10 New Years Resolutions for Artists10 New Years Resolutions for the New Year
10 Resolutions for the New Year
1 - Set at least one long-term goal. These are overarching goals that you want to accomplish by year's end. Some may be even longer, such as 3-year or 5-year goals. For example, you may want to have an art show, or get into a gallery, or create an artist website. These long-term goals will keep you on track throughout the year. Decide by when you want to achieve a certain long-term goal, then break it down into smaller, manageable steps. Having a supportive artist friend with whom you share your goals can help make them more attainable.
2 - Set short-term goals. Break your long-term goals down into smaller pieces and turn them into short-term goals. These are goals that you set for yourself to accomplish within a shorter time-frame, such as a day, or a few days, or within a week or two. For example, if you are preparing to create a website you need to have good quality photographs of your artwork. You can set the goal of photographing all your artwork within the next month. If your long-term goal is to have a show of your artwork, then in addition to photographing your work you will want to write an artist's statement and put together a mailing list. These can be your shorter-term goals.
3 - Keep a calendar. This is where you will set deadlines for yourself to help you achieve your goals as well as keep track of exhibit deadlines, application deadlines, when to drop off and pick up work, etc. This is also where you schedule time to do your artwork!
4 - Schedule time to paint. Schedule undistracted time for your artwork on a regular basis. Paint daily (or almost daily) if you can. Value who you are and what you do as an artist and make time for it.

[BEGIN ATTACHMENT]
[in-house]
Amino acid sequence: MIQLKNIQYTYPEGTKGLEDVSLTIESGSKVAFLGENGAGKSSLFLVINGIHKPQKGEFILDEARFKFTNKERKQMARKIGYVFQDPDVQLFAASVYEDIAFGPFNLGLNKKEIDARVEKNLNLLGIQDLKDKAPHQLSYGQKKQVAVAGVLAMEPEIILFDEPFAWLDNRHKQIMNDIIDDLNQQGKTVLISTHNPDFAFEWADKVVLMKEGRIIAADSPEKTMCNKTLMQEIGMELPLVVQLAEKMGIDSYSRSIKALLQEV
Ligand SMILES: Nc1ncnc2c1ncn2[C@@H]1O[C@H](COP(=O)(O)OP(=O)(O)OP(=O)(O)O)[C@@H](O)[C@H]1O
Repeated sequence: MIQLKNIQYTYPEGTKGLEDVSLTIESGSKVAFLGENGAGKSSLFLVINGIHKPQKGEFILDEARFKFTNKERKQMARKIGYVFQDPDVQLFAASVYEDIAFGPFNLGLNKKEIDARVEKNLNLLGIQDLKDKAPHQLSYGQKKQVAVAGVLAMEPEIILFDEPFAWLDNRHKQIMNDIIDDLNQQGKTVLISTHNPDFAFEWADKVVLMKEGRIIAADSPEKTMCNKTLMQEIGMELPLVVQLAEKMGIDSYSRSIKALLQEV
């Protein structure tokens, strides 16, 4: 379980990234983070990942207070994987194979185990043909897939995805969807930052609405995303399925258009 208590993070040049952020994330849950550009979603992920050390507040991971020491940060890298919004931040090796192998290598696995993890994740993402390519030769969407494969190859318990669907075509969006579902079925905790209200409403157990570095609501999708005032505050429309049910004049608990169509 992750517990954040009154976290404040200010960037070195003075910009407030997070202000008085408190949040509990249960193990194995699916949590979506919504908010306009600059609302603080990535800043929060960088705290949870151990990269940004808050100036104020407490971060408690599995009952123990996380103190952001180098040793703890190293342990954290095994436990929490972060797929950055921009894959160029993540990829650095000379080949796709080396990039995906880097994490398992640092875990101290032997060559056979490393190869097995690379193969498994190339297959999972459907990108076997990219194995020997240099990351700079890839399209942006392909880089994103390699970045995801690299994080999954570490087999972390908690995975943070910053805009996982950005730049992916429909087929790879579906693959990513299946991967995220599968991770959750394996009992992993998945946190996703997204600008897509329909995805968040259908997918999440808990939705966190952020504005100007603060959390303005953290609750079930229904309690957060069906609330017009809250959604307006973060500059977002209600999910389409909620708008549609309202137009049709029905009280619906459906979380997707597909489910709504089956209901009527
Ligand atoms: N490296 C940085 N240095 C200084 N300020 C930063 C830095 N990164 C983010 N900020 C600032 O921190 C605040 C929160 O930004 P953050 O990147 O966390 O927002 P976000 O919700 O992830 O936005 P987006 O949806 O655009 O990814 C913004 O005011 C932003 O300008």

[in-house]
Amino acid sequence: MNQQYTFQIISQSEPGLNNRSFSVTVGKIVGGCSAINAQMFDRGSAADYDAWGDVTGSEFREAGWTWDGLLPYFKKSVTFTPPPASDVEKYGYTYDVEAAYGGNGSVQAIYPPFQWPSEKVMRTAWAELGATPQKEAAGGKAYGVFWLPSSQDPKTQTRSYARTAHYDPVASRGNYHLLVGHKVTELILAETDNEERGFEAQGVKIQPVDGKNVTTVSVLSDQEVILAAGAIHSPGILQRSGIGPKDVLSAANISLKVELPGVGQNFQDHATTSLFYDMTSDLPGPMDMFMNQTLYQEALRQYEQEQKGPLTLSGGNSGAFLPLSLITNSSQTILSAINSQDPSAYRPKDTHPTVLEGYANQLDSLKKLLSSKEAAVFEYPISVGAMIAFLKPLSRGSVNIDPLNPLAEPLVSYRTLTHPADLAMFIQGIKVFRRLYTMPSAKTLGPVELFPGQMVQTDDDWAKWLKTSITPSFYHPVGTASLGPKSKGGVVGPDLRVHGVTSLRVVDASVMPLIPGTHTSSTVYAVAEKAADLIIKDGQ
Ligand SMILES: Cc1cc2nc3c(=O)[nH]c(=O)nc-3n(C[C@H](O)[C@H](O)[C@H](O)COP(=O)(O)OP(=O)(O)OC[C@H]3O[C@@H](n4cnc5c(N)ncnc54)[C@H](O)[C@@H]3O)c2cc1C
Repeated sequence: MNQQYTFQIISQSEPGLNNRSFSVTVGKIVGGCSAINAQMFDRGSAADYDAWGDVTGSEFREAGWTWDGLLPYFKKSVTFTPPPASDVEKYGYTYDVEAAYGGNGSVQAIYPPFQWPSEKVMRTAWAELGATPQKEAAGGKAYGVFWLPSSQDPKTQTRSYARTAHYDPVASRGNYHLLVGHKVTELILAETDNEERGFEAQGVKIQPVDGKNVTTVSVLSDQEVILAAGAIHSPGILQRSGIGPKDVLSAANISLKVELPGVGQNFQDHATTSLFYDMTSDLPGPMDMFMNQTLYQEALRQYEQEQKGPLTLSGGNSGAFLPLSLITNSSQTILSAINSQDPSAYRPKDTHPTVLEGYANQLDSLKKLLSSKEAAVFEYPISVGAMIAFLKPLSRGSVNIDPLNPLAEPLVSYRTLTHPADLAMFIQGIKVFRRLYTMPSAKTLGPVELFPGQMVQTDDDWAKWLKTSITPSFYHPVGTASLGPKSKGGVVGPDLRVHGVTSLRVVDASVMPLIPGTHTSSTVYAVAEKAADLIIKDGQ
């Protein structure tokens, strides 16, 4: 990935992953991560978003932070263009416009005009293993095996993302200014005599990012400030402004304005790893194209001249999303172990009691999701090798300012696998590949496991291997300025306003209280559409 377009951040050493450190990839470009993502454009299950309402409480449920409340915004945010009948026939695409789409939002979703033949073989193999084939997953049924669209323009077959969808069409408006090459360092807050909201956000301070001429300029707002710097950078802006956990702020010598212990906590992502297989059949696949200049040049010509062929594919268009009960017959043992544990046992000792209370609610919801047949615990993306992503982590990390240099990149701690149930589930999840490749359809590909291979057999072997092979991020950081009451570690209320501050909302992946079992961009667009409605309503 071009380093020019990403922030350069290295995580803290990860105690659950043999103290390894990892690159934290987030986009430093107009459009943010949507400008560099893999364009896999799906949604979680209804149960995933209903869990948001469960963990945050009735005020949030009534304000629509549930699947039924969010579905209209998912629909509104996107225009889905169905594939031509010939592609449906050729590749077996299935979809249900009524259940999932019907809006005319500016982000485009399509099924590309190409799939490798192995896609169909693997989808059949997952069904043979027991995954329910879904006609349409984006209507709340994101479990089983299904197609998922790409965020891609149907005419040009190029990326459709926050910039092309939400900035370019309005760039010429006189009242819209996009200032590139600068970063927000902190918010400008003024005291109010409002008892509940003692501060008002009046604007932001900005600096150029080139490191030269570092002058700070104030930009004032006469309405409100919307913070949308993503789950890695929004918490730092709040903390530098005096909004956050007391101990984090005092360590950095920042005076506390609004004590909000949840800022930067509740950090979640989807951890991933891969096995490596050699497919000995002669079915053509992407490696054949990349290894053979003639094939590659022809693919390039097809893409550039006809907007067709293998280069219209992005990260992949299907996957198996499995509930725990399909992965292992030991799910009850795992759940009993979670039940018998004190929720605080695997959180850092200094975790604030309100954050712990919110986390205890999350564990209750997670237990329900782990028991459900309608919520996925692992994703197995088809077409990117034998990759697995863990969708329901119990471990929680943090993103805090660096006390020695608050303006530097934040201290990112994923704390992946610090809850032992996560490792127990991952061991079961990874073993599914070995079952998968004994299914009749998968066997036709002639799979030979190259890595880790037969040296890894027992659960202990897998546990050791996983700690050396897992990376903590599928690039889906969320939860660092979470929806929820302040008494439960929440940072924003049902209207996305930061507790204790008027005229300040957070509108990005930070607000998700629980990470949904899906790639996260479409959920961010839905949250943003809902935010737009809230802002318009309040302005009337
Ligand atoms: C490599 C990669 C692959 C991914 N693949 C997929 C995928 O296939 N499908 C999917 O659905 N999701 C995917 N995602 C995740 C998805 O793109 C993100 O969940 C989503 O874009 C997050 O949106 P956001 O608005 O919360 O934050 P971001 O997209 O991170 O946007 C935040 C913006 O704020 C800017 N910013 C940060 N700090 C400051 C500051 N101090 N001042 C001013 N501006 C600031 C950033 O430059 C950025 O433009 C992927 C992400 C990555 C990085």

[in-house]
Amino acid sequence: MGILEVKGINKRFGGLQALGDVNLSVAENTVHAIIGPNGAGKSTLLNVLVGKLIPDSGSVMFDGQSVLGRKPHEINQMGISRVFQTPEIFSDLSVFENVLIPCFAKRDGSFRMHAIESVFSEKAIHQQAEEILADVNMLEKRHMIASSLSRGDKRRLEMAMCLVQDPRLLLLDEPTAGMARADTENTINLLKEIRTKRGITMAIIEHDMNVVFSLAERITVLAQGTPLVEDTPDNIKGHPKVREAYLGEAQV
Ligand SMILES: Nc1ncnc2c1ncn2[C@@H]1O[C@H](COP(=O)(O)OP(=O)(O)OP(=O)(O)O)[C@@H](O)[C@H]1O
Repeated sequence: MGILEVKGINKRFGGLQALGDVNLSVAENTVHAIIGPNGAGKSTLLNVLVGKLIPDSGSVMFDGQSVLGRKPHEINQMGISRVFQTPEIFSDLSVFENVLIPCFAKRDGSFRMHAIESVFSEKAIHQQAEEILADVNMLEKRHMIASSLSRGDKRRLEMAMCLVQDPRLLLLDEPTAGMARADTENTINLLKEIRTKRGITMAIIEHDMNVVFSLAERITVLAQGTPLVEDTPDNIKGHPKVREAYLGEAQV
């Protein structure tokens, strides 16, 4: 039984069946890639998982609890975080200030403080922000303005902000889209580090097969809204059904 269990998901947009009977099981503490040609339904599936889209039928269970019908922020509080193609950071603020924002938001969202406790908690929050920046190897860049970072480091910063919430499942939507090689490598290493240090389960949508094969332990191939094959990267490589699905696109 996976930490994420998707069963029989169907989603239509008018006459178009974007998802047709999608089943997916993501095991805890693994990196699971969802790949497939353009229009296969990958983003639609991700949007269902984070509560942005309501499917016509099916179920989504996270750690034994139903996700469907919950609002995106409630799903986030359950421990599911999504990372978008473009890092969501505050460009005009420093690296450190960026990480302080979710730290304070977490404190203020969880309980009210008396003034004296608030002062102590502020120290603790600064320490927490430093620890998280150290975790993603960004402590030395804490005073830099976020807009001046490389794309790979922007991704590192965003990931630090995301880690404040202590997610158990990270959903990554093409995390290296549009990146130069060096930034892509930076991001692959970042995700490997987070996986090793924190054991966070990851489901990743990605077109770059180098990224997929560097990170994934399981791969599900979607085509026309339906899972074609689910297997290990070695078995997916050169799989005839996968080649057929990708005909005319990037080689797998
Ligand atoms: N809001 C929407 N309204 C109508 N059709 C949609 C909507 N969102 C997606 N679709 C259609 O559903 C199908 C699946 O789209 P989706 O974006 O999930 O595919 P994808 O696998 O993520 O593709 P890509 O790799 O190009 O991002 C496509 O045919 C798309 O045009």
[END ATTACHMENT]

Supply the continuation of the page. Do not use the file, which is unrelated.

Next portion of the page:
5 - Keep track of your work. This is part of valuing your work. Keep a spreadsheet of your work. Include title, dimensions, medium, date, and where it is. Is it on loan? Is it sold? Who owns it? How much did you sell it for?
6 - Use sketchbooks and visual journals regularly. These are the seeds for your next great painting. Sketchbooks and journals are vital for keeping your creativity flowing, developing new ideas, doing studies, and for going back to and looking through during those times when you don't know what to paint next.
7 - Grow your fan base through social media. This may be hard for some of us who aren't as technologically savvy, but it is the best way to get your artwork seen by viewers, and that is what is important. The more people who see your artwork, the greater opportunity there is for selling it. Try Facebook, Instagram, or Pinterest, for example, whatever you are most comfortable with and see how it goes. Read "Best Social Networks for Artists to Sell Their Work" for more information on selling artwork through social media.
8 - Support other artists. You can start by "Liking" other artists' posts on social media. Artists tend to be a friendly, supportive, caring group of people, generally happy for other artist's successes, and concerned about the well-being of the planet and its inhabitants. There are many artists and art organizations doing great things in the world and we need to support one another. The world needs more artists.
9 - See more art and other cultural performances. Go to art openings, exhibits, museum shows, theater, and dance performances. Not only will you be supporting other artists by attending their openings, but the more artwork you're exposed to, the more ideas you will get for your own artwork.
10 - Grow as an artist. Learn new skills and try new materials. Take a class. Teach a class. Write a blog. Painting is a solitary business — balance it by getting out into the world and mingling with other people, creative types and other artists.
And always, remember that you are blessed to be doing work you enjoy!